So what else can be said? Three truths come to mind.
1. If God exists, our sense of loss doesn’t need to be suppressed.
Grief is an expression of injustice. Death is not natural; it’s an aberration that jars against the core of our being, regardless of our attempts to rationalize it. In fact, our cries point toward God rather than away from him. A few years ago, I wrote a book on suffering titled Why?: Looking at God, Evil, and Personal Suffering. I gave it this title since Why? is the question so often on our lips amid tragedy. But this question raises another: whom are you addressing? If God doesn’t exist, there is no one to ask. I believe we instinctively ask Why? because God does exist, and he hears our cries.
The Bible is packed with people being real with God about their circumstances, expressing a whole range of emotions. The writer of Psalm 22 cries out, “My God, my God, why have you forsaken me?” (v. 1). Job, who loses everything, doesn’t hold back his grief. He and the psalmists help us find words for our own experience, or even to accept that there often are no words (Job 2:13). In such times “the Spirit himself intercedes for us with groans that words cannot express” (Rom. 8:26). It’s not always pretty, but God comes close to those who bring their grief to him rather than suppress it.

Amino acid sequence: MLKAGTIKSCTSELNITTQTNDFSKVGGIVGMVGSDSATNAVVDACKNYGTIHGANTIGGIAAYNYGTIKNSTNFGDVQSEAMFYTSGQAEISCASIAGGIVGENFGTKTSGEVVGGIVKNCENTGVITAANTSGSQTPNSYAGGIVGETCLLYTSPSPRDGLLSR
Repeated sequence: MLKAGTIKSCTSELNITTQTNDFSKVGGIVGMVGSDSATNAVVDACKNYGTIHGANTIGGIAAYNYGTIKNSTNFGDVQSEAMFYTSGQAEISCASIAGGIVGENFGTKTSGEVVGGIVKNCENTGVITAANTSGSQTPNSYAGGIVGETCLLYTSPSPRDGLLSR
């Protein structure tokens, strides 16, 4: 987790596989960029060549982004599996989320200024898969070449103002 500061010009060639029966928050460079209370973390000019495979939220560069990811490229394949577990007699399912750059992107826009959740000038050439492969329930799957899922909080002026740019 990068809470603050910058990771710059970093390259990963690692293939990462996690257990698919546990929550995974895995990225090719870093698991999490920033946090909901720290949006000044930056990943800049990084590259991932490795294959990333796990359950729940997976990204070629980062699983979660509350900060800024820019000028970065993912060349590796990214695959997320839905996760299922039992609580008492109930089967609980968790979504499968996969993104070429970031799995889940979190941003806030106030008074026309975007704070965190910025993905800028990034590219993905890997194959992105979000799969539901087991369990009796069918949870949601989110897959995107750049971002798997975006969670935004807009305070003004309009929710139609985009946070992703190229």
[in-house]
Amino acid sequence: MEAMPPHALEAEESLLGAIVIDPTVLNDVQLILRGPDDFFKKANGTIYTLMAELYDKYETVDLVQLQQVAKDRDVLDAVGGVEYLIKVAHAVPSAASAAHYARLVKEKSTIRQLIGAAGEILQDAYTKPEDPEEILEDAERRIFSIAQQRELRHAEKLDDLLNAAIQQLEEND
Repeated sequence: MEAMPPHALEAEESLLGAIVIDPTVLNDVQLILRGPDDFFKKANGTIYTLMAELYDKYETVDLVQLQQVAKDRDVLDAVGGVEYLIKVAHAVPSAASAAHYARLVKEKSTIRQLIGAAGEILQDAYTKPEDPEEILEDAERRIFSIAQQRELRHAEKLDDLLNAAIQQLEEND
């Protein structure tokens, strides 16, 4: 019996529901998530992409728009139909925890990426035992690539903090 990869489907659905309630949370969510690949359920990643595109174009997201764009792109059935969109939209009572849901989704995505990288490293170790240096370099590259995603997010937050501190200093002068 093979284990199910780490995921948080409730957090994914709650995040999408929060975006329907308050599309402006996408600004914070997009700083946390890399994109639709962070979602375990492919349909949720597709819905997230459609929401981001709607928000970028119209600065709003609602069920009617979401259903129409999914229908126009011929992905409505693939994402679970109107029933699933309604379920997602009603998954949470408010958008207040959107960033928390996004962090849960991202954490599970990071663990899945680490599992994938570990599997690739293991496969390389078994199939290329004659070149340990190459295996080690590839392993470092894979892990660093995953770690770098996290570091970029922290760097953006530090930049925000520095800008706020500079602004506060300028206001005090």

2. If God exists, we don’t grieve alone.
At the heart of the Christian faith is One who says he’s always with us—and who stared grief and loss square in the face. Isaiah described him as a “man of sorrows and familiar with suffering” and “acquainted with grief” (Isa. 53:3). When Jesus experienced the death of his close friend Lazarus, he wept (John 11:34). On the cross, Jesus took grief and loss to unfathomable depths, such that the forsakenness he endured caused him to cry out the Why? question of Psalm 22.
God isn’t immune or indifferent to grief; he’s experienced it at the deepest level possible. And this same God is with us in our grief. He doesn’t always tell us why we’re suffering, but he does offer us himself: “The Father of all compassion and the God of all comfort, who comforts us in all our troubles” (2 Cor. 1:3–4). In our grief seven years ago, this comfort was real.
3. If God exists, there’s hope beyond the grave.
Grief doesn’t need to be suppressed, nor does it need to bury us. Job, in the middle of his troubles, makes an incredible profession of faith: “I know that my Redeemer lives, and that in the end he will stand upon the earth. And after my skin has been destroyed, yet in my flesh I will see God” (Job 19:25–26). Jesus, standing in front of Lazarus’s tomb 2,000 years later, brings incredible hope out of deep despair. Psalm 22 ends in victory. There is hope.
If God doesn’t exist, this is the only life we get. Death marks the end, and the loss is permanent. But if he does, then death doesn’t have the last word. Jesus has defeated it. And one day, he will remove it entirely.
On that day, God will personally wipe away all our tears and bury our grief for good.